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So I was helping someone on another question regarding how to validate a textarea using jquery's validate plugin. The best solution I could come up with was to pass the string via ajax using the remote method and have a server-side script return the word count.

This works fine but I ran into two issues that threw me for a loop. One issue, but two aspects:

In order for the element to be considered validated via the remote response, the returned data (in either json or xml) has to basically be in the form of:

{"element-name" : true}

For example, if I want to validate an element named answer1, in a form id=test, it might look like:

    rules: {
        answer1: {
            remote: {
                url: "check_wordcount.php",
                type: "post",
                data: {
                    wordcount: 5

But it's possible that instead of wanting word count, I want to confirm it doesn't use profanity, doesn't have spelling errors, uses the 3 keywords randomly given in the prompt, etc. And perhaps there are 4 text areas, each with their own set of keywords, but still essentially requiring the same validation. For validate to consider the remote test as passed, the response data must contain (in the above example):

{"answer1" : true}

In other words, it can't just pass back some helpful data for further browser-side logic, it has to be specific to that element and must know what the parameters it needs to meet to be true.

For the second part (and only in this scenario) this wasn't too bad, since you can pass other parameters to the server script other than the element value (in this case, the minimum word count).

But this really limits the reusability of the server-side script. What if I had several forms, or even just one form with several text areas that needed the same validation? I feel like the options are either to

a. register in advance all of the potential form values that could get passed in,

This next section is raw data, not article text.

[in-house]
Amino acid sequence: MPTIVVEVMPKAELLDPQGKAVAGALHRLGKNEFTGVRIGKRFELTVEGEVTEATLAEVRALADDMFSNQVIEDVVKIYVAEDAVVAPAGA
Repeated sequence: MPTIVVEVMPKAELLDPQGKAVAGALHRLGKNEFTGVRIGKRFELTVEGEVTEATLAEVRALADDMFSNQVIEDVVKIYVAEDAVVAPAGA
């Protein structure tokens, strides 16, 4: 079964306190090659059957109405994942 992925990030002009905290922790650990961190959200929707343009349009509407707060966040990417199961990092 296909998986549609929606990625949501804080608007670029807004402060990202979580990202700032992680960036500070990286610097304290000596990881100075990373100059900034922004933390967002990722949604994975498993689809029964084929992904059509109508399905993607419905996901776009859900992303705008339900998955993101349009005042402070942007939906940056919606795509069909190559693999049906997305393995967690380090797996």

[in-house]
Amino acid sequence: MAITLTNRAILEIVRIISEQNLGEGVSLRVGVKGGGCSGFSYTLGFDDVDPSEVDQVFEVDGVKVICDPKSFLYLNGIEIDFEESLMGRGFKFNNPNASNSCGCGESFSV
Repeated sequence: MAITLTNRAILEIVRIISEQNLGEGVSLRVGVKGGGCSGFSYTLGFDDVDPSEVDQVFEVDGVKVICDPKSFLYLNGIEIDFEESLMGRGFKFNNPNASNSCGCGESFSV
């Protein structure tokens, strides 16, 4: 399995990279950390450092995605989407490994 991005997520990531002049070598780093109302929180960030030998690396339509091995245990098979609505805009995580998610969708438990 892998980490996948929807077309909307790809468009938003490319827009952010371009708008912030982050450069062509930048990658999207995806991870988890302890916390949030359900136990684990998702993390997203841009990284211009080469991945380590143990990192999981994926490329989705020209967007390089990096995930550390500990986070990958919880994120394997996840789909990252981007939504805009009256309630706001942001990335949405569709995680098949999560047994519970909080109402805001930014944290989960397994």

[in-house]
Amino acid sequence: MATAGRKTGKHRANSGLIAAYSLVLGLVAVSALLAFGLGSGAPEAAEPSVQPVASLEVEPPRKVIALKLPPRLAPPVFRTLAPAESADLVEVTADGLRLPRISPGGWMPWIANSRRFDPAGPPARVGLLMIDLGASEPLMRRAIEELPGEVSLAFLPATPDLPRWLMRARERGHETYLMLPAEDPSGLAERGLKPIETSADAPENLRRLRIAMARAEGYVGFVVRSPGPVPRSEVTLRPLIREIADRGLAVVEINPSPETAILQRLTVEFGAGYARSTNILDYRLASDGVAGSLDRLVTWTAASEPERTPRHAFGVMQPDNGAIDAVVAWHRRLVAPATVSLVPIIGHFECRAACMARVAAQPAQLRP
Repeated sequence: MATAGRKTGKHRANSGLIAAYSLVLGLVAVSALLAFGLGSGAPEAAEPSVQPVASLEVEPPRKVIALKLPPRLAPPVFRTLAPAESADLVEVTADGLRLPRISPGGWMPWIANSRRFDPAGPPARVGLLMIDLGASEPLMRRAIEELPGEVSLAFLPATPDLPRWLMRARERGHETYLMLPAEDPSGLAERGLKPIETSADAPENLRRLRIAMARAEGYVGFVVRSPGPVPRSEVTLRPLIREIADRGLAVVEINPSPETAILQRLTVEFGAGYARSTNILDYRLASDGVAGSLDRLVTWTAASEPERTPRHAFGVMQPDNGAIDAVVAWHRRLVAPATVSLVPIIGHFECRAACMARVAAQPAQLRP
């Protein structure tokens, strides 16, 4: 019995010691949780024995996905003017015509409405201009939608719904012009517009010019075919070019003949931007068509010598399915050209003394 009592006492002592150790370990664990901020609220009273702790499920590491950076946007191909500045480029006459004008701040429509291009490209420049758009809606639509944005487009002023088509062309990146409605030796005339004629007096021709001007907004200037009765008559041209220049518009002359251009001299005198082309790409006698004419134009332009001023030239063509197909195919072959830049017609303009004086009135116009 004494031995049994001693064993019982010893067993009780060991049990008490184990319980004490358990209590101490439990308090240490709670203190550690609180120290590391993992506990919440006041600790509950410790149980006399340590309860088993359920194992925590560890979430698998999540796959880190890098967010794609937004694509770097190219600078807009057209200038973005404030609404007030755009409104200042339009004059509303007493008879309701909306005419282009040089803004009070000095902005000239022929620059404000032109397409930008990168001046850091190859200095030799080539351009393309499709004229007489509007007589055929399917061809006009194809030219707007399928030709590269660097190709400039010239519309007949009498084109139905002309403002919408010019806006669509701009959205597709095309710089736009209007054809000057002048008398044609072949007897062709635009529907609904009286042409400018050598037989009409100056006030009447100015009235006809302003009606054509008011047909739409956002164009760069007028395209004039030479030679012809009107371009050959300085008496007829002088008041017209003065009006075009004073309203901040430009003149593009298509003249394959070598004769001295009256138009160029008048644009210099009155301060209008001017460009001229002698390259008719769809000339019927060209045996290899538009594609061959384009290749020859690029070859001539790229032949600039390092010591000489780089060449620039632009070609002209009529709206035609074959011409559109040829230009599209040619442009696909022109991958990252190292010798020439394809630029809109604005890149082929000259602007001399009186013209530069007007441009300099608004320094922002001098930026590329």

b. assume that the first value is the element name/value pair

c. or, sanitize like crazy the array key before passing back in, without fully knowing if it's even the element name.

My only other idea is I could pass in another parameter called "element-name" and see if it's in the POST array. This still leaves me in the spot of sanitizing (which isn't a bad thing, of course, but I'm not sure how much is too much).

Is there an easier way to pass an server-side script blind info and expect safe, consistent results?

share|improve this question
uh, maybe you could show some code that clearly illustrates the problem. Specifically which plugin are you using for validation? Is there a URL you can reference? Specifically what validation task are you performing? Is it a simple word count? If so, why are you not doing that in Javascript, in the browser? – Cheeso Apr 17 '12 at 3:19
Javascript doesn't have native word count, last I looked. And the validate plugin definitely didn't have one. Just a min length. Thought this was an abstract enough question not to need sample code, but I'll whip some up. And for the record, my question isn't "could I have done this in javascript?" It is "how can I reuse the same server-side validation (whatever it might be) when I have to know the element name to pass back?" – Anthony Apr 17 '12 at 3:49
Well you can see by my question that your original phrasing was not clear. I'm still not clear on what you mean. Also, even if there is no "native word count" in Javascript, it's a pretty easy thing to build. If that is really what you want to do, then there's probably a very simple javascript solution to the problem. – Cheeso Apr 17 '12 at 4:07
There might be. My first suggestion was to do a characters per word assumption, like my old term papers, which works fine. But when I started dabbling with remote, I got hung up on the need for the response to name the element explicitly (rather than, say, something generic like "test_string"). I could understand if the response had to be something like "validation_test : true", but the actual element name, that seems very tightly bound to that ajax call. Unless I'm missing something, hence the question. +1 for pointing out my question needs clarity, not my problem. – Anthony Apr 17 '12 at 4:23

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